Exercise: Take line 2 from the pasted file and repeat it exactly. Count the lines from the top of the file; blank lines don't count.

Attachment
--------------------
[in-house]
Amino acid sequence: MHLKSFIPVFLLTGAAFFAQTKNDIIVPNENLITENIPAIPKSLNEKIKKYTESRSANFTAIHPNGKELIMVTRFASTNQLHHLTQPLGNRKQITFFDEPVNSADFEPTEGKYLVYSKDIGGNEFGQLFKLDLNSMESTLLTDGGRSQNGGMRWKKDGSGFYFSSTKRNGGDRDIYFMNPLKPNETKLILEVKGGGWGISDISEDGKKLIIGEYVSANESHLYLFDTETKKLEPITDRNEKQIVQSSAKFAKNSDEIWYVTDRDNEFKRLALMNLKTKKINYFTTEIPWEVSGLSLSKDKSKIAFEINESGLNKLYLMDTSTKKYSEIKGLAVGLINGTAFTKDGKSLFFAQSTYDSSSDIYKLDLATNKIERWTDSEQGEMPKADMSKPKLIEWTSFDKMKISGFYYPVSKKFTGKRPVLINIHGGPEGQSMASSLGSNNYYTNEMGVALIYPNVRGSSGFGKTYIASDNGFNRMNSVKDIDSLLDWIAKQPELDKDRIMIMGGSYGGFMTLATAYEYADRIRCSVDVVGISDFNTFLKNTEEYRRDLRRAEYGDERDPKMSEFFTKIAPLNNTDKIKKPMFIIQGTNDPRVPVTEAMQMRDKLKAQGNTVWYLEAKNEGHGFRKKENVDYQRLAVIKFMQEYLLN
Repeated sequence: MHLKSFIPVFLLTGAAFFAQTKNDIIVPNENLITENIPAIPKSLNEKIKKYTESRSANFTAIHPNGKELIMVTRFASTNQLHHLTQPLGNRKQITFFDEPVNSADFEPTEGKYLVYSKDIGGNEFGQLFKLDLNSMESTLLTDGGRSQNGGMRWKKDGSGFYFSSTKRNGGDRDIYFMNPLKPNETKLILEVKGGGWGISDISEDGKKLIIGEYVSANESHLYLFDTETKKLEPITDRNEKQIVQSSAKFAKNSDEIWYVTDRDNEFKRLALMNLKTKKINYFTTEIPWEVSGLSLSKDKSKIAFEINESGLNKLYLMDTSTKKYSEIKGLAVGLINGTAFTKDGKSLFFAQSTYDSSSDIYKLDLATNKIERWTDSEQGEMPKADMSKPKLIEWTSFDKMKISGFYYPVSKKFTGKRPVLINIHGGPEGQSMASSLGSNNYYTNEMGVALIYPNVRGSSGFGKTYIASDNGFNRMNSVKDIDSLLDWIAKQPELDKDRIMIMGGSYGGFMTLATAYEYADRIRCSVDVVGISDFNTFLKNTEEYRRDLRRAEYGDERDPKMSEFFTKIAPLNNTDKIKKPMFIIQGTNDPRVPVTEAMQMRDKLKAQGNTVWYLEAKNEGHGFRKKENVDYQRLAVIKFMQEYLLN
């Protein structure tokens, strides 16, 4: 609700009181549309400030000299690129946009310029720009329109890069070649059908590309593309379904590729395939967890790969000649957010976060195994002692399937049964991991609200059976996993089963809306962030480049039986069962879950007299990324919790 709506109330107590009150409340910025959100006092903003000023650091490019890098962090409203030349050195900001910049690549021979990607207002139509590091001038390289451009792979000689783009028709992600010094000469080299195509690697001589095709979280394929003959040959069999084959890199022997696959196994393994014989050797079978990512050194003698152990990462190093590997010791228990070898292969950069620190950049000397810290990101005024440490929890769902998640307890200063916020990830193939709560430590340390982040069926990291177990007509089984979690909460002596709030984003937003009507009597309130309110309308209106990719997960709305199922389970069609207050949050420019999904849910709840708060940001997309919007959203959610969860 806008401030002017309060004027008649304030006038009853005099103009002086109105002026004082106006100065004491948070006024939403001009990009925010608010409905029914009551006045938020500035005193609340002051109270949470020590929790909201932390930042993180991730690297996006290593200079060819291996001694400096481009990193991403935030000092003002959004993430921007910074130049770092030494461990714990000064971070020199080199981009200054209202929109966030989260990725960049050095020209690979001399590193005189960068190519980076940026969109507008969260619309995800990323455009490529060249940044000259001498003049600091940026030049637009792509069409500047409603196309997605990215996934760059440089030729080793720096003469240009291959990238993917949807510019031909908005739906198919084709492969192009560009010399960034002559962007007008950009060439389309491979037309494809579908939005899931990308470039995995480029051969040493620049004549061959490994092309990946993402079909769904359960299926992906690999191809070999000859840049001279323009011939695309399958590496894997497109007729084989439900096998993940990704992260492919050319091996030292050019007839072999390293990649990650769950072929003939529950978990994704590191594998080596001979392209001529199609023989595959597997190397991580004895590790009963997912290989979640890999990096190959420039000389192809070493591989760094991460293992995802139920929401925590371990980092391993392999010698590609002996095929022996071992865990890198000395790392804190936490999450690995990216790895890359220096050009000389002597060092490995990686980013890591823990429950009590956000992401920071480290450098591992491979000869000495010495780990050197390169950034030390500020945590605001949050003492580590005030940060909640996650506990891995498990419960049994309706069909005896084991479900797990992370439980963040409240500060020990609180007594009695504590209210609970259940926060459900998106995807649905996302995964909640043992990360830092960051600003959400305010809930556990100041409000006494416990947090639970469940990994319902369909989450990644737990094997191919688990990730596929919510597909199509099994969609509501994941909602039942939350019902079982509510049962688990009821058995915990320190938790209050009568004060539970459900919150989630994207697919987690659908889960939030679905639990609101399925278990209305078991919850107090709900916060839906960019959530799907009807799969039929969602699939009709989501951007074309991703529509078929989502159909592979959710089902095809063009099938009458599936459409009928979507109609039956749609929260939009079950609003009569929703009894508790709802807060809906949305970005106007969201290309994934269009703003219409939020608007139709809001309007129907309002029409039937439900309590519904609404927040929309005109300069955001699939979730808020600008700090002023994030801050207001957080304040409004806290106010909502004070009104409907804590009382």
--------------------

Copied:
Amino acid sequence: MHLKSFIPVFLLTGAAFFAQTKNDIIVPNENLITENIPAIPKSLNEKIKKYTESRSANFTAIHPNGKELIMVTRFASTNQLHHLTQPLGNRKQITFFDEPVNSADFEPTEGKYLVYSKDIGGNEFGQLFKLDLNSMESTLLTDGGRSQNGGMRWKKDGSGFYFSSTKRNGGDRDIYFMNPLKPNETKLILEVKGGGWGISDISEDGKKLIIGEYVSANESHLYLFDTETKKLEPITDRNEKQIVQSSAKFAKNSDEIWYVTDRDNEFKRLALMNLKTKKINYFTTEIPWEVSGLSLSKDKSKIAFEINESGLNKLYLMDTSTKKYSEIKGLAVGLINGTAFTKDGKSLFFAQSTYDSSSDIYKLDLATNKIERWTDSEQGEMPKADMSKPKLIEWTSFDKMKISGFYYPVSKKFTGKRPVLINIHGGPEGQSMASSLGSNNYYTNEMGVALIYPNVRGSSGFGKTYIASDNGFNRMNSVKDIDSLLDWIAKQPELDKDRIMIMGGSYGGFMTLATAYEYADRIRCSVDVVGISDFNTFLKNTEEYRRDLRRAEYGDERDPKMSEFFTKIAPLNNTDKIKKPMFIIQGTNDPRVPVTEAMQMRDKLKAQGNTVWYLEAKNEGHGFRKKENVDYQRLAVIKFMQEYLLN